Reprinted courtesy of Bradley Sands, Jones Walker LLP
    Mr. Sands may be contacted at

    Terminating Contracts for Convenience — “Just Because”

    June 28, 2021 —
    Termination for convenience provisions are important provisions to include in construction contracts. These are provisions that allow a party to terminate the contract for ANY REASON. No cause is needed to exercise the termination for convenience provision. In other words, the terminating party does not have to demonstrate the other party breached the contract. A termination for convenience can be exercised “just because.” Typically, the party providing the service should not get to terminate for convenience. However, the party receiving the service will want to be afforded this contractual right. For example, an owner (receiving a service) will want to include a termination for convenience provision with its prime contractor (providing a service). And, a general contractor (receiving a service) will want to include a termination for convenience provision in its subcontract with its subcontractor (providing a service). However, a general contractor providing a service for an owner, or a subcontractor providing a service to a general contractor, should not be able to terminate the contract for their convenience “just because” a better opportunity comes along. Read the full story...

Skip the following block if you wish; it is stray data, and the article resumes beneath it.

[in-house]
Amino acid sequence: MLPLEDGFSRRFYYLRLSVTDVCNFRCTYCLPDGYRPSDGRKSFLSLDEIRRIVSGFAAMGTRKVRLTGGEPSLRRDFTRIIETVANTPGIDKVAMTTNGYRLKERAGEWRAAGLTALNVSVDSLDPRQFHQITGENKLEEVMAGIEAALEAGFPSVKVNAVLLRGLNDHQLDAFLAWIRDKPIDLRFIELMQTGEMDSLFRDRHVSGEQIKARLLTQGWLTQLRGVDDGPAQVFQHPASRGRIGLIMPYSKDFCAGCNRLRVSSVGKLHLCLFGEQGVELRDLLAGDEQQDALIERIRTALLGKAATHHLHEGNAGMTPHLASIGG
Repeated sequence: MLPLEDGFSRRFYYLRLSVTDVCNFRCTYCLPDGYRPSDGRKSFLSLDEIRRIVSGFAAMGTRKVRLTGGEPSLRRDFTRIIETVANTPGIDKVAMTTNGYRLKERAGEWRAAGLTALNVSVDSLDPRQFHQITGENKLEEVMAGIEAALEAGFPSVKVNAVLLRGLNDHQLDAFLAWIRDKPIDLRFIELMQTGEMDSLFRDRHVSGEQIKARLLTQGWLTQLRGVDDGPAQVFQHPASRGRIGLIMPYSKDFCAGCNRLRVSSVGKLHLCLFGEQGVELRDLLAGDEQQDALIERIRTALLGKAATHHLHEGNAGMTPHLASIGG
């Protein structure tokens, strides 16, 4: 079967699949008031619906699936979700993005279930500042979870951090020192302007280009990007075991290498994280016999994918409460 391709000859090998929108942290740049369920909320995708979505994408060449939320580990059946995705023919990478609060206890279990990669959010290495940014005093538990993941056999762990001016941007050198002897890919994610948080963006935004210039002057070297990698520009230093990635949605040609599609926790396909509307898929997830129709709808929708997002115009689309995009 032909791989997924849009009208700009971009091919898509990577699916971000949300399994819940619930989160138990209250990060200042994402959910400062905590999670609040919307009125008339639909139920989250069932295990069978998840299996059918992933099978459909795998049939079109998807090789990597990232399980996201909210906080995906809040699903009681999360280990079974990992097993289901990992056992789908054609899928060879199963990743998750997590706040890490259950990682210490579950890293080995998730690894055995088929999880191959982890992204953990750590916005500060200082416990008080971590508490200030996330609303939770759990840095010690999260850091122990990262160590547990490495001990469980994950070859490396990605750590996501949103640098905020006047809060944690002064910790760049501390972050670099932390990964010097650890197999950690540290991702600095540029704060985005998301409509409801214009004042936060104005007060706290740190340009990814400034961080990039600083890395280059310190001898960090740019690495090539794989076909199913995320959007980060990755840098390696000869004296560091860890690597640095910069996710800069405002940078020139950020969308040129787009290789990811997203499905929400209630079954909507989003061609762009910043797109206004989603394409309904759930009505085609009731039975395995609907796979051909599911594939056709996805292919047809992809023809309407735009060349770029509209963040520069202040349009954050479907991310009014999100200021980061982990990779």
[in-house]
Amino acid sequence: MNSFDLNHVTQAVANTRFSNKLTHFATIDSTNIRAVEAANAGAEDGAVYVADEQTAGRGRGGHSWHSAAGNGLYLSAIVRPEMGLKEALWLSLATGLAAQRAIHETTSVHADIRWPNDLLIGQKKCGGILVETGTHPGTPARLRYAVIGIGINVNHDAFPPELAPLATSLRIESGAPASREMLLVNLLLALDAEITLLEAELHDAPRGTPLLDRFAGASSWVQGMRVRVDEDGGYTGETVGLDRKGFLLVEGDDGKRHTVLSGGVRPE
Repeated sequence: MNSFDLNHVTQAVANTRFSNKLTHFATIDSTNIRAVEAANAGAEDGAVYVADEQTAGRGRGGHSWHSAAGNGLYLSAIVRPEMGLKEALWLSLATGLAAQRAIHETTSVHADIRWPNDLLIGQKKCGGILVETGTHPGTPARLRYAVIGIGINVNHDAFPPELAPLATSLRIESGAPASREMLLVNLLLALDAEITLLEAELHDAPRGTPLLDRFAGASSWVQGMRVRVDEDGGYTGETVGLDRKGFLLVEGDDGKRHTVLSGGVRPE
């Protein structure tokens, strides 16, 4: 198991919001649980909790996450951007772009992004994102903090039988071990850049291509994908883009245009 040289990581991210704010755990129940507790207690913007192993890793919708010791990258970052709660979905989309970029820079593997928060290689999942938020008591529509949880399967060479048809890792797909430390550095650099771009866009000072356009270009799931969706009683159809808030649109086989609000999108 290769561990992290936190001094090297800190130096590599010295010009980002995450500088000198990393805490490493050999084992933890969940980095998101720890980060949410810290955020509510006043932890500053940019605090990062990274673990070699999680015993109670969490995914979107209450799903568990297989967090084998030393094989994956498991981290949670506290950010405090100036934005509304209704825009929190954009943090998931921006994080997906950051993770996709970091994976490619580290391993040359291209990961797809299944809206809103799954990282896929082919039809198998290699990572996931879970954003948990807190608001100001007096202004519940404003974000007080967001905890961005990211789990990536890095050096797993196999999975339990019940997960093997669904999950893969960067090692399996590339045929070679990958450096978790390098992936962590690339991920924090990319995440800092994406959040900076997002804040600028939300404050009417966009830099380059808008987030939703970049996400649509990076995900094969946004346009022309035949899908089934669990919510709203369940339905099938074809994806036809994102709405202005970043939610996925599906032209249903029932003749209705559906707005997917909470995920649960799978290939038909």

Reprinted courtesy of David Adelstein, Kirwin Norris, P.A.
    Mr. Adelstein may be contacted at

    White House Proposal Returns to 1978 NEPA Review Procedures

    November 15, 2021 —